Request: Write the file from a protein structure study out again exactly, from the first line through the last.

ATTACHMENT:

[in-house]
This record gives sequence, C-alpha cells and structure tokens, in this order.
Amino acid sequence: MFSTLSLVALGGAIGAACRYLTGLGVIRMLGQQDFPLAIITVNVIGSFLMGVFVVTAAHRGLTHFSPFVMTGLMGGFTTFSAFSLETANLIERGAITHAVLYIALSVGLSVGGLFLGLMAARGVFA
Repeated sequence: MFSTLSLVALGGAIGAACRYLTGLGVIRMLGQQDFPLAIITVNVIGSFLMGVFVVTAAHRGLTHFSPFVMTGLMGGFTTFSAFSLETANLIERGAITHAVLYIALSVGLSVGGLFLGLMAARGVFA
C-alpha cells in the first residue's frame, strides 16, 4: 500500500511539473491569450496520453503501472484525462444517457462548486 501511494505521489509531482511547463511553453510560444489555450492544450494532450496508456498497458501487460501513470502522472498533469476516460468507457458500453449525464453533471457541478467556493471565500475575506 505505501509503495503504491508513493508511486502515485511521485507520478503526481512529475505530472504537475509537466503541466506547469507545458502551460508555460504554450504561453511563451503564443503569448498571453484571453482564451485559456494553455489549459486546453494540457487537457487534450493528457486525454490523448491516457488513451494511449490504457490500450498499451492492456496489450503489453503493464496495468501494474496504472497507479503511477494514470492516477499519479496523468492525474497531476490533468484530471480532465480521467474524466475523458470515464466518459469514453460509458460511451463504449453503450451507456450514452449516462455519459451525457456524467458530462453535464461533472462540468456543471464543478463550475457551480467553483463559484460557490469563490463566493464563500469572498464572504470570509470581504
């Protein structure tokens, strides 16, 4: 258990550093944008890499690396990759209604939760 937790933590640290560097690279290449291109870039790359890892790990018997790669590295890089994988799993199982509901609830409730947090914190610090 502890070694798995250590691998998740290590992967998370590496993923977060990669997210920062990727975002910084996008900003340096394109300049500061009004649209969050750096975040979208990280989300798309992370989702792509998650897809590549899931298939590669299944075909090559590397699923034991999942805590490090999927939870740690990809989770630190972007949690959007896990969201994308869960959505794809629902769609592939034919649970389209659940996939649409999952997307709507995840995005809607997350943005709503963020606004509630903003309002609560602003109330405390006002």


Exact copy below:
[in-house]
This record gives sequence, C-alpha cells and structure tokens, in this order.
Amino acid sequence: MFSTLSLVALGGAIGAACRYLTGLGVIRMLGQQDFPLAIITVNVIGSFLMGVFVVTAAHRGLTHFSPFVMTGLMGGFTTFSAFSLETANLIERGAITHAVLYIALSVGLSVGGLFLGLMAARGVFA
Repeated sequence: MFSTLSLVALGGAIGAACRYLTGLGVIRMLGQQDFPLAIITVNVIGSFLMGVFVVTAAHRGLTHFSPFVMTGLMGGFTTFSAFSLETANLIERGAITHAVLYIALSVGLSVGGLFLGLMAARGVFA
C-alpha cells in the first residue's frame, strides 16, 4: 500500500511539473491569450496520453503501472484525462444517457462548486 501511494505521489509531482511547463511553453510560444489555450492544450494532450496508456498497458501487460501513470502522472498533469476516460468507457458500453449525464453533471457541478467556493471565500475575506 505505501509503495503504491508513493508511486502515485511521485507520478503526481512529475505530472504537475509537466503541466506547469507545458502551460508555460504554450504561453511563451503564443503569448498571453484571453482564451485559456494553455489549459486546453494540457487537457487534450493528457486525454490523448491516457488513451494511449490504457490500450498499451492492456496489450503489453503493464496495468501494474496504472497507479503511477494514470492516477499519479496523468492525474497531476490533468484530471480532465480521467474524466475523458470515464466518459469514453460509458460511451463504449453503450451507456450514452449516462455519459451525457456524467458530462453535464461533472462540468456543471464543478463550475457551480467553483463559484460557490469563490463566493464563500469572498464572504470570509470581504
């Protein structure tokens, strides 16, 4: 258990550093944008890499690396990759209604939760 937790933590640290560097690279290449291109870039790359890892790990018997790669590295890089994988799993199982509901609830409730947090914190610090 502890070694798995250590691998998740290590992967998370590496993923977060990669997210920062990727975002910084996008900003340096394109300049500061009004649209969050750096975040979208990280989300798309992370989702792509998650897809590549899931298939590669299944075909090559590397699923034991999942805590490090999927939870740690990809989770630190972007949690959007896990969201994308869960959505794809629902769609592939034919649970389209659940996939649409999952997307709507995840995005809607997350943005709503963020606004509630903003309002609560602003109330405390006002």